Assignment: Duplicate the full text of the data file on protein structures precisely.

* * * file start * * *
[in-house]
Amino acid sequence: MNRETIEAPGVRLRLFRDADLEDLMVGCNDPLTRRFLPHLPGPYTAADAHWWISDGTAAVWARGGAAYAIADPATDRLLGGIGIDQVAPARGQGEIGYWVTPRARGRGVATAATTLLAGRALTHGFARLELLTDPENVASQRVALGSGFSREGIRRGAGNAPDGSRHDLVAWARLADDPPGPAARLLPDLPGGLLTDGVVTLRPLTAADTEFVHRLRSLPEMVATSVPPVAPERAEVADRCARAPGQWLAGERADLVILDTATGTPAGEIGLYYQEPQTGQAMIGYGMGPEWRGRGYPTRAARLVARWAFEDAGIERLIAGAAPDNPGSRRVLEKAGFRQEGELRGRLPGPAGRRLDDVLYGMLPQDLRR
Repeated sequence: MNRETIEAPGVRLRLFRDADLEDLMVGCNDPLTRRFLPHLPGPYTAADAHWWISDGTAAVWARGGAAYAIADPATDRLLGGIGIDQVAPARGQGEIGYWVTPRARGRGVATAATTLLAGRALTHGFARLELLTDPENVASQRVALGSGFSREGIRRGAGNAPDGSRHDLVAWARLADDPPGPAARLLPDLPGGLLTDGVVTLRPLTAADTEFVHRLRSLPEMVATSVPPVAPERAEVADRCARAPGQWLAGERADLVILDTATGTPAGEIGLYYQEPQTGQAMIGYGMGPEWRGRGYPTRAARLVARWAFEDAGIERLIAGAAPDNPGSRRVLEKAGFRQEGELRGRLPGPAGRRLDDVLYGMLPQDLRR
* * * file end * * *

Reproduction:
[in-house]
Amino acid sequence: MNRETIEAPGVRLRLFRDADLEDLMVGCNDPLTRRFLPHLPGPYTAADAHWWISDGTAAVWARGGAAYAIADPATDRLLGGIGIDQVAPARGQGEIGYWVTPRARGRGVATAATTLLAGRALTHGFARLELLTDPENVASQRVALGSGFSREGIRRGAGNAPDGSRHDLVAWARLADDPPGPAARLLPDLPGGLLTDGVVTLRPLTAADTEFVHRLRSLPEMVATSVPPVAPERAEVADRCARAPGQWLAGERADLVILDTATGTPAGEIGLYYQEPQTGQAMIGYGMGPEWRGRGYPTRAARLVARWAFEDAGIERLIAGAAPDNPGSRRVLEKAGFRQEGELRGRLPGPAGRRLDDVLYGMLPQDLRR
Repeated sequence: MNRETIEAPGVRLRLFRDADLEDLMVGCNDPLTRRFLPHLPGPYTAADAHWWISDGTAAVWARGGAAYAIADPATDRLLGGIGIDQVAPARGQGEIGYWVTPRARGRGVATAATTLLAGRALTHGFARLELLTDPENVASQRVALGSGFSREGIRRGAGNAPDGSRHDLVAWARLADDPPGPAARLLPDLPGGLLTDGVVTLRPLTAADTEFVHRLRSLPEMVATSVPPVAPERAEVADRCARAPGQWLAGERADLVILDTATGTPAGEIGLYYQEPQTGQAMIGYGMGPEWRGRGYPTRAARLVARWAFEDAGIERLIAGAAPDNPGSRRVLEKAGFRQEGELRGRLPGPAGRRLDDVLYGMLPQDLRR